For generations farmers in Uganda knew that finger millet would be the backbone of their crop cycles. Government regulations required farmers to grow the herbaceous plant as an essential crop for food security. But over time, as government mandates eased, younger farmers especially turned away from the cereal due to the labor-intensive process needed, including planting and weeding, to mill and prepare the grain for market.
Scientists in East Africa saw an opportunity. By breeding improved varieties that are less intensive for farmers, they recognized that they might boost adoption of a crop with huge potential nutritional and economic security to smallholder farmers across the region.
That’s the goal of the Center of Innovation for Finger Millet and Sorghum (CIFMS), launched in late 2020 with support from the Feed the Future Innovation Lab for Crop Improvement. Scientists from CIFMS are working to develop new varieties of both finger millet and sorghum that can stand up to pests and diseases that threaten food security in Uganda, Tanzania and Kenya.
Uganda, like much of East Africa, is heavily dependent on agriculture. Eighty percent of the rural population works in the agricultural sector, feeding their families and selling what they can, yet one third of children in Uganda are stunted and nearly half are anemic. “For me, agriculture is at the center of everything,” said Scovia Adikini, principal scientist of CIFMS and plant breeder at the National Semi Arid Resources Research Institute (NaSARRI).
“You can survive with agriculture, even if you have nothing else. I do this work because I want to improve the lives of those who are predominantly defined by agriculture.”
By focusing on finger millet and sorghum, CIFMS offers hope for improved nutrition for the millions who depend on the crops while boosting resiliency of small farms.
Above: Farmers participate in a field during NaSARRI trials. Photo provided by Scovia Adikini.
Prioritizing youth and gender in the process
Aside from encouraging rural youth to re-engage with agricultural practices and the production of finger millet, Adikini also hopes that CIFMS will motivate young scientists. “Looking back on crop sciences in Uganda, there has not been a great amount of expertise in-country that can train the next generation of plant breeders,” Adikini said. “This center offers the opportunity to work with students and young scientists, encourage the sustainability of our research institutions and boost crop sciences research in Uganda.”
Adversity is something Adkini knows how to overcome.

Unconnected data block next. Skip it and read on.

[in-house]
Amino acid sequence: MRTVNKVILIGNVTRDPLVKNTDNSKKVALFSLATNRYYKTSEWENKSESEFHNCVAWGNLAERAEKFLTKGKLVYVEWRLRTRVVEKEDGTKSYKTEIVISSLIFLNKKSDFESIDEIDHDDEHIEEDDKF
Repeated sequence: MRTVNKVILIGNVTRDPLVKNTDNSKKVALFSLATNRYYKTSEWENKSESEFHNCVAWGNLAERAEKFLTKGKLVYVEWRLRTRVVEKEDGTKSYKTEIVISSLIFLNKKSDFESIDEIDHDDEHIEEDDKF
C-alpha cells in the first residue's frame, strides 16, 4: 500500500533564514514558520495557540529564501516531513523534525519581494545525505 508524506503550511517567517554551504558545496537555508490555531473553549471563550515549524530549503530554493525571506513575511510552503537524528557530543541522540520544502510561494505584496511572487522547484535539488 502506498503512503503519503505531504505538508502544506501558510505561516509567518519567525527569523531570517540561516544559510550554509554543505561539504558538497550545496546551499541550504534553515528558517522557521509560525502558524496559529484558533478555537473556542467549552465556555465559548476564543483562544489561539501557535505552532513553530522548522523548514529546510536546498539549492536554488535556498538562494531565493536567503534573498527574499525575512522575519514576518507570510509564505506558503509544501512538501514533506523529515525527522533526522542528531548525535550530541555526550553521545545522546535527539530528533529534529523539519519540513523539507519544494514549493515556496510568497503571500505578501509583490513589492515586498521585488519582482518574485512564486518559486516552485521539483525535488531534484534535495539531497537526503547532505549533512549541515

“I was the first girl student to study science in my school,” she said. “Everyone encouraged me to try something else, especially since my school did not have any science teachers or resources.”
With a deep interest in biology, chemistry and physics in high school, Adikini’s dream was to become a scientist. “Many people told me I would fail, but I did not let that stop me.”
As a young scientist she diligently followed her dreams, despite the challenges that stood in her way, often taking breaks between years at school to raise funds for educational fees. Adikini’s passion for science led her to the crop sciences, recognizing that if everyone could be fed well, they would be healthy, and if they could live off of agriculture, they would have job stability.
”“All that I had achieved in life was because of my family’s farm. For me, working in agriculture means making a difference in the lives of people and my fellow farming community.”
In addition to encouraging the participation of young farmers and scientists, CIFMS is also prioritizing gender equity in their work. “We want to ensure that all aspects of gender are considered — from our team at CIFMS to the farming communities that we serve.” Both men, women and youth will have equal opportunity in area of capacity development. CIFMS wants to see the lives of men and women in their communities change from subsistence to commercial approach of farming where they are able to withstand shock.
Breeding for a better future
Many challenges line the road to food security, but Adikini’s team is ready to jump in to develop new tools, technologies and methods that will alleviate hunger through resilient varieties of finger millet and sorghum. “We are excited to better understand the market and value chain; to characterize, genotype and phenotype germplasm; to capture data storage, analysis and the breeding chain, and much more,” Adikini said.
Adikini is poised to lead CIFMS with hope for a better future. When asked what advice she would give to new scientists, she shares “Have a dream. As a young breeder, you don’t have much, but you can have a dream.”
Regional partners are united to improve food security in East Africa
National Semi arid Resources Research Institute (NaSARRI)
Kenya Agricultural and Livestock Research Organization
Tanzania Agriculture Research Institute